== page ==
ON THIS PAGE: You will learn about the different treatments doctors use for people with liver cancer. Use the menu to see other pages.
This section tells you the treatments that are the standard of care for HCC. “Standard of care” means the best treatments known. When making treatment plan decisions, patients are encouraged to consider clinical trials as an option. A clinical trial is a research study that tests a new approach to treatment. Doctors want to learn whether the new treatment is safe, effective, and possibly better than the standard treatment. Clinical trials can test a new drug, a new combination of standard treatments, or new doses of standard drugs or other treatments. Your doctor can help you consider all your treatment options. Learn more about clinical trials in the About Clinical Trials and Latest Research sections of this guide.
In cancer care, different types of doctors often work together to create a patient’s overall treatment plan that combines different types of treatments. This is called a multidisciplinary team. Cancer care teams include a variety of other health care professionals, such as physician assistants, oncology nurses, social workers, pharmacists, counselors, dietitians, and others.
Treatment options and recommendations depend on several factors:
How much of the liver is affected by the cancer
Whether the cancer has spread
The patient’s preferences and overall health
The damage to the remaining cancer-free area of the liver
When a tumor is found at an early stage and the patient’s liver is working well, treatment is aimed at trying to eliminate the cancer. The care plan may also include treatment for symptoms and side effects, an important part of cancer care. When liver cancer is found at a later stage, or the patient’s liver is not working well, the patient and doctor should talk about the goals of each treatment recommendation. At this point, the goals of treatment may focus on slowing growth of the cancer and relieving symptoms to improve quality of life.
Take time to learn about all of your treatment options and be sure to ask questions about things that are unclear. Talk with your doctor about the goals of each treatment and what you can expect while receiving the treatment. These types of talks are called "shared decision making." Shared decision making is when you and your doctors work together to choose treatments that fit the goals of your different treatment options. Learn more about making treatment decisions.
The various disease-directed treatment options can be grouped according to whether they may cure the cancer or will improve survival but will most likely not eliminate the cancer. Descriptions of the most common treatment options, both disease-directed and those aimed at managing side effects and symptoms, are listed below.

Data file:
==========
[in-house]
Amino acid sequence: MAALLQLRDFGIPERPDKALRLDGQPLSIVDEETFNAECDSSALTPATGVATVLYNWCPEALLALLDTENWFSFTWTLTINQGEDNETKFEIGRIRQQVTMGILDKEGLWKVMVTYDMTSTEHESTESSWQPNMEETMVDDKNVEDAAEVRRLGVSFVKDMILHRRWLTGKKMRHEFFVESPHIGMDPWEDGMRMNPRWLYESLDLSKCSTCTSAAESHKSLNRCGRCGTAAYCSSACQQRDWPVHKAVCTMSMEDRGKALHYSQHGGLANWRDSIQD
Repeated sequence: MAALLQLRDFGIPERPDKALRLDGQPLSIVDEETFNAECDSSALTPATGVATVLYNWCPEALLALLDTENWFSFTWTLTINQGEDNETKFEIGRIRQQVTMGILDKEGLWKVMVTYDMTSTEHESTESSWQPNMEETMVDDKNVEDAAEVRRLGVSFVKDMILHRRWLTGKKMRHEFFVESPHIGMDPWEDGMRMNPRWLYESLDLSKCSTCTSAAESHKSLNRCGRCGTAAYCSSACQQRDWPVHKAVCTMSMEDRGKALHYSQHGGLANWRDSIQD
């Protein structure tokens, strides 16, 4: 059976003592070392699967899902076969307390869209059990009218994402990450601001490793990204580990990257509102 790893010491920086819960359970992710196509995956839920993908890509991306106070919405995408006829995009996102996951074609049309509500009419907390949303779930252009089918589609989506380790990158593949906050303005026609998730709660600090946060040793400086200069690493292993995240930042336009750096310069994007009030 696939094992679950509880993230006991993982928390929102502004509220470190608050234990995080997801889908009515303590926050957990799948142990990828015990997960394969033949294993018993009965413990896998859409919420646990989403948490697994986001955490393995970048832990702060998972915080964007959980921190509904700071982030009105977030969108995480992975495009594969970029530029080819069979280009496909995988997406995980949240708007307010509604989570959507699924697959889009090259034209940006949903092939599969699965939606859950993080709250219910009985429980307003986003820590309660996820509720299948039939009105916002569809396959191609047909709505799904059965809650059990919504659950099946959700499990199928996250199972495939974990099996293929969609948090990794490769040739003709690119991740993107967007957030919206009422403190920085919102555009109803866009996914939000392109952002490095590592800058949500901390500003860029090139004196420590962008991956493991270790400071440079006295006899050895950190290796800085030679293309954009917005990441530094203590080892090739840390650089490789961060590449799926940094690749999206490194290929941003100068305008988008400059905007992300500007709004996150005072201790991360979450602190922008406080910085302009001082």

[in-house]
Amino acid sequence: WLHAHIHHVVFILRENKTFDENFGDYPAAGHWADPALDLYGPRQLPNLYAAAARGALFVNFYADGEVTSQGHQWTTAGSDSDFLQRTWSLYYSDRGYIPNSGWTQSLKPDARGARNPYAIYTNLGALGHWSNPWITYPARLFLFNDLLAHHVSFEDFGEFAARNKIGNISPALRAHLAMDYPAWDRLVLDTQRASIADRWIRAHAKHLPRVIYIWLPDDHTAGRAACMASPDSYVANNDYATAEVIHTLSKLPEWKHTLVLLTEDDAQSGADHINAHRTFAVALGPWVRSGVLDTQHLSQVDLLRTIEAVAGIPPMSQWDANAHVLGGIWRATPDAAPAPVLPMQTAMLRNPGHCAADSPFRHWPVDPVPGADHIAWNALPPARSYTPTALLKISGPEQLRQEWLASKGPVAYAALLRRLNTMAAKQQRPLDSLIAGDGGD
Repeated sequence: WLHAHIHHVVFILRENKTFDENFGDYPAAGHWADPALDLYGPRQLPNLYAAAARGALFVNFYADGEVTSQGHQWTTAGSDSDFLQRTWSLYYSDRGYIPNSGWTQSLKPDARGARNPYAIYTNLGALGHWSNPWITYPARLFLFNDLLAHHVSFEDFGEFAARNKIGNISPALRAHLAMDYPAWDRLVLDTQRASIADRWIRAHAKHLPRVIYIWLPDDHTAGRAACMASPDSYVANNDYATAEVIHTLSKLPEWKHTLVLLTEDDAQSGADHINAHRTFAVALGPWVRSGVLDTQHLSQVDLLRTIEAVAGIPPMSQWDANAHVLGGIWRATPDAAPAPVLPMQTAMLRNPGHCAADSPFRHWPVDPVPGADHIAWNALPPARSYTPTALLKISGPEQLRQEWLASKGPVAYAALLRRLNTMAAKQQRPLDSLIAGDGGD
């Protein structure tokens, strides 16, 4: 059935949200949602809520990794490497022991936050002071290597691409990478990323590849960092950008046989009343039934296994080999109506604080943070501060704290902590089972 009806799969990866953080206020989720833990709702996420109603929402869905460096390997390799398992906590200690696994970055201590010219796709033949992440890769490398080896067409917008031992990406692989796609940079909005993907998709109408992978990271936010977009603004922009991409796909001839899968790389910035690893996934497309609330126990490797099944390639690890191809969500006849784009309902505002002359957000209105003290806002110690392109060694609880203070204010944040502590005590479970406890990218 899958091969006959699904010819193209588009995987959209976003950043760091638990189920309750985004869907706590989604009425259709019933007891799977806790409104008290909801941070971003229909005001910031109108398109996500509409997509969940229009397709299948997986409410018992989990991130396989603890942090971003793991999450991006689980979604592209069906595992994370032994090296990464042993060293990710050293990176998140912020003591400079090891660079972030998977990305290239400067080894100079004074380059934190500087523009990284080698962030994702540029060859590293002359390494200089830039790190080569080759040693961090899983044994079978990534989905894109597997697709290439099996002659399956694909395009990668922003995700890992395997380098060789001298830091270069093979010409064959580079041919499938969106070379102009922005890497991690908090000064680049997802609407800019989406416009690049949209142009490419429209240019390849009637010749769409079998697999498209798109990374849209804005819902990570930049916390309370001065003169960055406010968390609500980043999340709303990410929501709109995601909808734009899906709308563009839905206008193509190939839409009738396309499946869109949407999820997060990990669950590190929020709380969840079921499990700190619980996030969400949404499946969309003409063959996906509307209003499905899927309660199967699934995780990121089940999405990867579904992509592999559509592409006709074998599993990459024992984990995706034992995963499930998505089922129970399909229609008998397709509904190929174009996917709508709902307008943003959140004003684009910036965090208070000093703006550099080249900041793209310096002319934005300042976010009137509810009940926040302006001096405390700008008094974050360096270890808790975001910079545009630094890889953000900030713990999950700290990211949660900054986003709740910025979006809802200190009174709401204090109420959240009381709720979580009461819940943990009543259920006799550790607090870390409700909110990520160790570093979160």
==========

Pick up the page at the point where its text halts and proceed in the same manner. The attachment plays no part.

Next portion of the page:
Disease-directed treatments to eliminate and potentially cure HCC
These treatments are most likely to be recommended when the tumor has been found at an early stage. They may not be recommended to treat later stages of disease. These treatments are surgery, radiofrequency ablation, percutaneous ethanol injection, and radiation therapy.
Surgery is the removal of the tumor and some surrounding healthy tissue during an operation. It is likely to be the most successful disease-directed treatment, particularly for patients with good liver function and tumors that can be safely removed from a limited portion of the liver. Surgery may not be an option if the tumor takes up too much of the liver, the liver is too damaged, the tumor has spread outside the liver, or the patient has other serious illnesses. A surgical oncologist is a doctor who specializes in treating cancer using surgery. A hepatobiliary surgeon also has specialized training in surgery on the liver and pancreas. Sometimes, liver transplant surgeons are involved in these operations. Before surgery, talk with your health care team about the possible side effects from the specific surgery you will have. Learn more about the basics of cancer surgery.
Two types of surgery are used to treat HCC:
Hepatectomy. When a portion of the liver is removed, the surgery is called a hepatectomy. A hepatectomy can be done only if the cancer is in 1 part of the liver and the liver is working well. The remaining section of liver takes over the functions of the entire liver. The liver may grow back to its normal size within a few weeks. A hepatectomy may not be possible if the patient has advanced cirrhosis, even if the tumor is small.
The side effects of a hepatectomy may include pain, weakness, fatigue, and temporary liver failure. The health care team will watch for signs of bleeding, infection, liver failure, or other problems that need immediate treatment.